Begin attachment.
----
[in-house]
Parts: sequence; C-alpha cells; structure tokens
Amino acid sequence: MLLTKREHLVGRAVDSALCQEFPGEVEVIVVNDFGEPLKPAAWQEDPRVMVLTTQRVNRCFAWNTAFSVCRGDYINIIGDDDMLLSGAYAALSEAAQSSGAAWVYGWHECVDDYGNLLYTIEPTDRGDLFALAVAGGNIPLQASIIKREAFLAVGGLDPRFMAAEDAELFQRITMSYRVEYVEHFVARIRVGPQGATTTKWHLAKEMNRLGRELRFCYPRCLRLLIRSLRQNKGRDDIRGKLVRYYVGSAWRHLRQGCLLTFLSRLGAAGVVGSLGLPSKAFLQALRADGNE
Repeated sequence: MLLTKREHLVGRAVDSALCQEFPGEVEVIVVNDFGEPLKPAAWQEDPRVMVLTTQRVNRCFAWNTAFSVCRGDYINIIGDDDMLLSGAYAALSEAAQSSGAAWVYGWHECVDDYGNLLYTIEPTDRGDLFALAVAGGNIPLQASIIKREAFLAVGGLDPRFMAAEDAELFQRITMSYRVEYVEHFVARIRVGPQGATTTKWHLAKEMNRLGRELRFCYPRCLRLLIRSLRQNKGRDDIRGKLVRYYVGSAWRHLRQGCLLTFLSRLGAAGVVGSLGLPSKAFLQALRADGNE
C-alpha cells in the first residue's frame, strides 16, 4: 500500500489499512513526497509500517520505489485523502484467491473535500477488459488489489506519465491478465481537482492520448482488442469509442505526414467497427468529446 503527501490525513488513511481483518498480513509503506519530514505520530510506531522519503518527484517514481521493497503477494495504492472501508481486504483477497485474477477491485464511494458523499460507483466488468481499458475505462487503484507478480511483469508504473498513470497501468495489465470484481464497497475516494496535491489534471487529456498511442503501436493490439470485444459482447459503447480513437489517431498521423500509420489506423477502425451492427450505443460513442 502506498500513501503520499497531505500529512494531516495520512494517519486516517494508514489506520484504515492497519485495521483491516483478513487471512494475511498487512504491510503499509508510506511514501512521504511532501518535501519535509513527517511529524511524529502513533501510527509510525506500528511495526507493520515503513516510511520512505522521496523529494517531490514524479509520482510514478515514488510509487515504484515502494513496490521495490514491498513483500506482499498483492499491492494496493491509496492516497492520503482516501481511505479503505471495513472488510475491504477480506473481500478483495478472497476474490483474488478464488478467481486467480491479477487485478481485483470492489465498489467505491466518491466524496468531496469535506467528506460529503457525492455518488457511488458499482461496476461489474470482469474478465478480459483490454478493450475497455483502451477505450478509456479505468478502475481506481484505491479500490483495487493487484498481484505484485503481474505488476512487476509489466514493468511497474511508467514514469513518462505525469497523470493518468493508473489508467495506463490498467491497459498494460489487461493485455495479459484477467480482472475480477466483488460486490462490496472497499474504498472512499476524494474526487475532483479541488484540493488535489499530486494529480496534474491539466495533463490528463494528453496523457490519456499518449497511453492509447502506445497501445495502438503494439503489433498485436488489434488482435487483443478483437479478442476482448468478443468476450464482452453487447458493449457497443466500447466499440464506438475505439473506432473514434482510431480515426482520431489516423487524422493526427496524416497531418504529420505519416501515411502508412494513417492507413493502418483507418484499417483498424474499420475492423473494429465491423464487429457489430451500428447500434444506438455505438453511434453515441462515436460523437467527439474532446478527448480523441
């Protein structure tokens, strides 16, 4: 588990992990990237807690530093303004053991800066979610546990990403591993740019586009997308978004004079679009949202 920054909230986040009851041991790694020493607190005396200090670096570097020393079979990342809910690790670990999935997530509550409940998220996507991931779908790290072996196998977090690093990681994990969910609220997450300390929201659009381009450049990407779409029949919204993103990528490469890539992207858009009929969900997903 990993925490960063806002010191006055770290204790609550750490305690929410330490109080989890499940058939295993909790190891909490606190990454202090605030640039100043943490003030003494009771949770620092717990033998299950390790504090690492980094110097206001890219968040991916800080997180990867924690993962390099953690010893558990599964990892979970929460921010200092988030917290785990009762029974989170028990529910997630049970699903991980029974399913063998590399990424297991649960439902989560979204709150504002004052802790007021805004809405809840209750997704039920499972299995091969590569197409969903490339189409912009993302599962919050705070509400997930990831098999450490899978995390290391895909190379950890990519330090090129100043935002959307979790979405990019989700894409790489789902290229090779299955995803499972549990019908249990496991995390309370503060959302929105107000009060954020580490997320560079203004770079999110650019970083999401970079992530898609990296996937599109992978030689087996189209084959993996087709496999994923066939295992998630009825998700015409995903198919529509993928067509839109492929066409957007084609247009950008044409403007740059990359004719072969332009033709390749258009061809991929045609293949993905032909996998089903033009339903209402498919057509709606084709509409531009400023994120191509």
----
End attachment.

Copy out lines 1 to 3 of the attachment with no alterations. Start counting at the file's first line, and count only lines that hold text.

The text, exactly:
[in-house]
Parts: sequence; C-alpha cells; structure tokens
Amino acid sequence: MLLTKREHLVGRAVDSALCQEFPGEVEVIVVNDFGEPLKPAAWQEDPRVMVLTTQRVNRCFAWNTAFSVCRGDYINIIGDDDMLLSGAYAALSEAAQSSGAAWVYGWHECVDDYGNLLYTIEPTDRGDLFALAVAGGNIPLQASIIKREAFLAVGGLDPRFMAAEDAELFQRITMSYRVEYVEHFVARIRVGPQGATTTKWHLAKEMNRLGRELRFCYPRCLRLLIRSLRQNKGRDDIRGKLVRYYVGSAWRHLRQGCLLTFLSRLGAAGVVGSLGLPSKAFLQALRADGNE